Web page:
By Erwin Seba
HOUSTON (Reuters) – Oil and gas workers withdrew en masse from U.S. offshore production facilities and onshore refineries began preparations on Wednesday as Hurricane Delta was forecast to grow into a powerful storm over the Caribbean on its way to the Gulf of Mexico.
Delta’s winds declined to 105 miles per hour (169 kph) as it tore across Mexico’s Yucatan peninsula early Wednesday. It is expected to enter the Gulf of Mexico and re-intensify into a Category 3 storm, the National Hurricane Center said.
Oil producers had evacuated 57 production facilities in the U.S. Gulf of Mexico by Tuesday and halted 540,000 barrels per day of oil and 232 million cubic feet per day of natural gas production. The region accounts for about 17% of U.S. oil output.
Onshore energy facilities and export ports began securing operations. Royal Dutch Shell Plc was preparing three refineries in Convent, Geismar and Norco, Louisiana, for Delta’s arrival. Louisiana Offshore Oil Port, the sole deep water port on the Gulf of Mexico, halted seaborne exports and imports.
After weakening over the Yucatan, Delta is expected to re-strengthen and grow into a massive storm. A “life-threatening storm surge and strong winds are likely over a large portion of the northwestern and northern Gulf coast,” the NHC said.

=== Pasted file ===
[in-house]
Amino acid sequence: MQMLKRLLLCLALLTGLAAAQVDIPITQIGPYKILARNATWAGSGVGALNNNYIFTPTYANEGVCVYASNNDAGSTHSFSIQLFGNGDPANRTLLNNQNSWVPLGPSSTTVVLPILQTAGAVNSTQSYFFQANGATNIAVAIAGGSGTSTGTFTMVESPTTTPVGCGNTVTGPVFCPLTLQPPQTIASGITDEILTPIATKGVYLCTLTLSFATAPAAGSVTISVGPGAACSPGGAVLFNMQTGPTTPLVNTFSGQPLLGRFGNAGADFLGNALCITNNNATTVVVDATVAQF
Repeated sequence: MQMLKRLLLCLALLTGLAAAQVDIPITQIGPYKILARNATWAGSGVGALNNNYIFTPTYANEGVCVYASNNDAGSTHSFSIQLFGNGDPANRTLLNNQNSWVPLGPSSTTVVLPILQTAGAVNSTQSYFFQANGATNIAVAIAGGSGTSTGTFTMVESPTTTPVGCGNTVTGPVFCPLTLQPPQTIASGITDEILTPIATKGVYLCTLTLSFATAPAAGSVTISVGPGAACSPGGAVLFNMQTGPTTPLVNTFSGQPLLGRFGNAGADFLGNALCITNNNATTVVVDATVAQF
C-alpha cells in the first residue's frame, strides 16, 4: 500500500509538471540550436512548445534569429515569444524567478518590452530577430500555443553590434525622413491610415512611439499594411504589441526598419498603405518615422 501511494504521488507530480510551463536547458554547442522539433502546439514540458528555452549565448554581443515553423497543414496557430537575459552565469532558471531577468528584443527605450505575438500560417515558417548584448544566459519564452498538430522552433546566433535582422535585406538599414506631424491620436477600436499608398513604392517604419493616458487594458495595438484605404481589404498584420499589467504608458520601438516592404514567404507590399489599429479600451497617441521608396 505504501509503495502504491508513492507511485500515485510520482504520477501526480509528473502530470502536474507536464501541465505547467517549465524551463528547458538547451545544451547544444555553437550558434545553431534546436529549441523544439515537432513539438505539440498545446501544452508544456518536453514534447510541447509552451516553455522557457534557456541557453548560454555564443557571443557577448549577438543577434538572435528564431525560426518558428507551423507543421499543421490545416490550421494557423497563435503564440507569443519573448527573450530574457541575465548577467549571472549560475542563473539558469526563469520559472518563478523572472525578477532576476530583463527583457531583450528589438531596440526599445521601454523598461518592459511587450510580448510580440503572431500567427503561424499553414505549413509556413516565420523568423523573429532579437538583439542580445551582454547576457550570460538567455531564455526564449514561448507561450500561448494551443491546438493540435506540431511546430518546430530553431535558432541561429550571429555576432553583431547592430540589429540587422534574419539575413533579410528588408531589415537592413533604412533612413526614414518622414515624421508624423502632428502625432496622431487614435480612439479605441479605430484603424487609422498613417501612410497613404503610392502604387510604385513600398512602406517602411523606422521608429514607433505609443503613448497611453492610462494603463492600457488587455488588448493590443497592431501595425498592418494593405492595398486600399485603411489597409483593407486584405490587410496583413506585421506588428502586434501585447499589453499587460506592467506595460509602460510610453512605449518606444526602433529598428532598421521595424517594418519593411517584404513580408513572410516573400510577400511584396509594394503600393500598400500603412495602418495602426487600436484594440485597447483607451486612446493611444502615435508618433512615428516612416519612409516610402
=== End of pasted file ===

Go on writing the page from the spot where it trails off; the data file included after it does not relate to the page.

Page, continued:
Energy prices were mixed. Natural gas futures were up nearly 2% on storm shut-ins and export disruptions. U.S. crude oil and gasoline futures each fell about 3%.
Delta is expected to strike the U.S. Gulf Coast on the weekend as the 10th named storm to make a U.S. landfall this year, eclipsing a record that has held since 1916.
Oil companies have had to evacuate workers repeatedly this year with departures and returns complicated by pandemic related quarantines and virus testing for offshore staff.
Delta’s evacuations were at least the sixth time that some companies have had to remove staff and curtail production since June.
W&T Offshore Inc, one of the smaller Gulf of Mexico producers, estimated the storms cost it 9,000 barrels of oil and gas per day in the latest quarter, more than a fifth of its targeted output.
Phillips 66 said Delta would delay the restart of its Lake Charles refinery, a Louisiana plant shut by August’s Hurricane Laura. A second plant, on the Louisiana coast, has remained closed since a mid-September storm for maintenance.
Shell, the largest Gulf of Mexico offshore oil producer by volume, evacuated staff from nine facilities and Chevron Corp evacuated and shut production on all its Gulf of Mexico platforms. BP Plc, BHP, Occidental Petroleum Corp, and Murphy Oil pulled workers out and halted some production.
(Reporting by Erwin Seba; writing by Gary McWilliams; Editing by Leslie Adler and Marguerita Choy)